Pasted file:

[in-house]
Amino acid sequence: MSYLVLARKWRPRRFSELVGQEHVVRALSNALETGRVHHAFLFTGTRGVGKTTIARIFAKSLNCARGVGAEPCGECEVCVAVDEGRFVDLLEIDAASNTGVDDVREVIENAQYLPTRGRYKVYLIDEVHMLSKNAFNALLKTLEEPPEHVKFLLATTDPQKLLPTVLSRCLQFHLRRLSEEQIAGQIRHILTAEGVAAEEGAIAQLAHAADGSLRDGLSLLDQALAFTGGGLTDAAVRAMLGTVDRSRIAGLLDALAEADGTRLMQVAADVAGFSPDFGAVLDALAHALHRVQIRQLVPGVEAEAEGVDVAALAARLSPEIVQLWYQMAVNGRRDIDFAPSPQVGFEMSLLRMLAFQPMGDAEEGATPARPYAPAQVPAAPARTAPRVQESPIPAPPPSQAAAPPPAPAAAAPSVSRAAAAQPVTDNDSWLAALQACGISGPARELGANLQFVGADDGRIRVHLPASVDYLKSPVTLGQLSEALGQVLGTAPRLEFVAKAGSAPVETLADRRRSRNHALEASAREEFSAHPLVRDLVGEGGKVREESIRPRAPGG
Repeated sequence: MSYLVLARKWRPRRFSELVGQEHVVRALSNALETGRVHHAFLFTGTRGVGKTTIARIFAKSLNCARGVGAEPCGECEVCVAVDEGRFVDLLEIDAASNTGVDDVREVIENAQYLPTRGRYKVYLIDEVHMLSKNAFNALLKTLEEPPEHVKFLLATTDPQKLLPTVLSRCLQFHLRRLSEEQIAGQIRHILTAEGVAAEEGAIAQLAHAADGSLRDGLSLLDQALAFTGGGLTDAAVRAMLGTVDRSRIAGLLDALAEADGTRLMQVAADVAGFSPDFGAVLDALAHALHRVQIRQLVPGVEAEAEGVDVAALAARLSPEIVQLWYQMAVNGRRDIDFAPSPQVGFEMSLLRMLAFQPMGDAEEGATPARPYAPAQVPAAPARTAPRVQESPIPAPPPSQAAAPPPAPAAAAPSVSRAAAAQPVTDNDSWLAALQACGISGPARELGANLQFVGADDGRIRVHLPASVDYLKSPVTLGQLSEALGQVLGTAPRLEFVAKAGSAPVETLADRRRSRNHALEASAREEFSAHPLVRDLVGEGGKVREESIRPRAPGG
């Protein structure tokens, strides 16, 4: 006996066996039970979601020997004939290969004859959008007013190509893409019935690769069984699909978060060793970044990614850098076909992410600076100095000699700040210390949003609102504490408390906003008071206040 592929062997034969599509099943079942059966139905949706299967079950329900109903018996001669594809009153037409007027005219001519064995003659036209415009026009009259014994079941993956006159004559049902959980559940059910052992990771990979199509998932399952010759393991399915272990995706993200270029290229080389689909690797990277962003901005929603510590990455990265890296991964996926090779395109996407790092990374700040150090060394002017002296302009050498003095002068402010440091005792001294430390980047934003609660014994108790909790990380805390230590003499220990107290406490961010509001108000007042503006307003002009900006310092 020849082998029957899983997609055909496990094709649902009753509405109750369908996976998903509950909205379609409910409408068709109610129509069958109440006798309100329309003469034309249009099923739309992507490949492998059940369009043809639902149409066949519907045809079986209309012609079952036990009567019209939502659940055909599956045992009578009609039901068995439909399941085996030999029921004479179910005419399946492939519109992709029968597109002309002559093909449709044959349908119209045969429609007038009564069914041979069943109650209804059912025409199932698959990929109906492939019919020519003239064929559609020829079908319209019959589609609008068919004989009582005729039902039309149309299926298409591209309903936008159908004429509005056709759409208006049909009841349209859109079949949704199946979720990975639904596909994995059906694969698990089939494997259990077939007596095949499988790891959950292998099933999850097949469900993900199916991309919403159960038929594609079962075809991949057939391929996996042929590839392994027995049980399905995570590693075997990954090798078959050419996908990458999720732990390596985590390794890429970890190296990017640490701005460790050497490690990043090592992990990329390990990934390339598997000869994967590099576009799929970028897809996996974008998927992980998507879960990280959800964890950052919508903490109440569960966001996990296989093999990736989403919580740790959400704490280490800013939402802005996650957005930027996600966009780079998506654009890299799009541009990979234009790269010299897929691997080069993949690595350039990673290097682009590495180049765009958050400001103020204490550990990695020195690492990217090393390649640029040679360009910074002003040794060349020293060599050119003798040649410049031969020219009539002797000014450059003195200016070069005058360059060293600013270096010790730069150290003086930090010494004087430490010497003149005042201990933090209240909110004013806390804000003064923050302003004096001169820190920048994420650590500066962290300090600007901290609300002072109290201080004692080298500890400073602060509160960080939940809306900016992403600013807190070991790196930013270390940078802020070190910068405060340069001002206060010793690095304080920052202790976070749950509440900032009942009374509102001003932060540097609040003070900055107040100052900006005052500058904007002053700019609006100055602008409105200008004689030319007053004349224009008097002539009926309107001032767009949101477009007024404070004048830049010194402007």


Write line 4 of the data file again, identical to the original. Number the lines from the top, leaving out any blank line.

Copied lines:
């Protein structure tokens, strides 16, 4: 006996066996039970979601020997004939290969004859959008007013190509893409019935690769069984699909978060060793970044990614850098076909992410600076100095000699700040210390949003609102504490408390906003008071206040 592929062997034969599509099943079942059966139905949706299967079950329900109903018996001669594809009153037409007027005219001519064995003659036209415009026009009259014994079941993956006159004559049902959980559940059910052992990771990979199509998932399952010759393991399915272990995706993200270029290229080389689909690797990277962003901005929603510590990455990265890296991964996926090779395109996407790092990374700040150090060394002017002296302009050498003095002068402010440091005792001294430390980047934003609660014994108790909790990380805390230590003499220990107290406490961010509001108000007042503006307003002009900006310092 020849082998029957899983997609055909496990094709649902009753509405109750369908996976998903509950909205379609409910409408068709109610129509069958109440006798309100329309003469034309249009099923739309992507490949492998059940369009043809639902149409066949519907045809079986209309012609079952036990009567019209939502659940055909599956045992009578009609039901068995439909399941085996030999029921004479179910005419399946492939519109992709029968597109002309002559093909449709044959349908119209045969429609007038009564069914041979069943109650209804059912025409199932698959990929109906492939019919020519003239064929559609020829079908319209019959589609609008068919004989009582005729039902039309149309299926298409591209309903936008159908004429509005056709759409208006049909009841349209859109079949949704199946979720990975639904596909994995059906694969698990089939494997259990077939007596095949499988790891959950292998099933999850097949469900993900199916991309919403159960038929594609079962075809991949057939391929996996042929590839392994027995049980399905995570590693075997990954090798078959050419996908990458999720732990390596985590390794890429970890190296990017640490701005460790050497490690990043090592992990990329390990990934390339598997000869994967590099576009799929970028897809996996974008998927992980998507879960990280959800964890950052919508903490109440569960966001996990296989093999990736989403919580740790959400704490280490800013939402802005996650957005930027996600966009780079998506654009890299799009541009990979234009790269010299897929691997080069993949690595350039990673290097682009590495180049765009958050400001103020204490550990990695020195690492990217090393390649640029040679360009910074002003040794060349020293060599050119003798040649410049031969020219009539002797000014450059003195200016070069005058360059060293600013270096010790730069150290003086930090010494004087430490010497003149005042201990933090209240909110004013806390804000003064923050302003004096001169820190920048994420650590500066962290300090600007901290609300002072109290201080004692080298500890400073602060509160960080939940809306900016992403600013807190070991790196930013270390940078802020070190910068405060340069001002206060010793690095304080920052202790976070749950509440900032009942009374509102001003932060540097609040003070900055107040100052900006005052500058904007002053700019609006100055602008409105200008004689030319007053004349224009008097002539009926309107001032767009949101477009007024404070004048830049010194402007």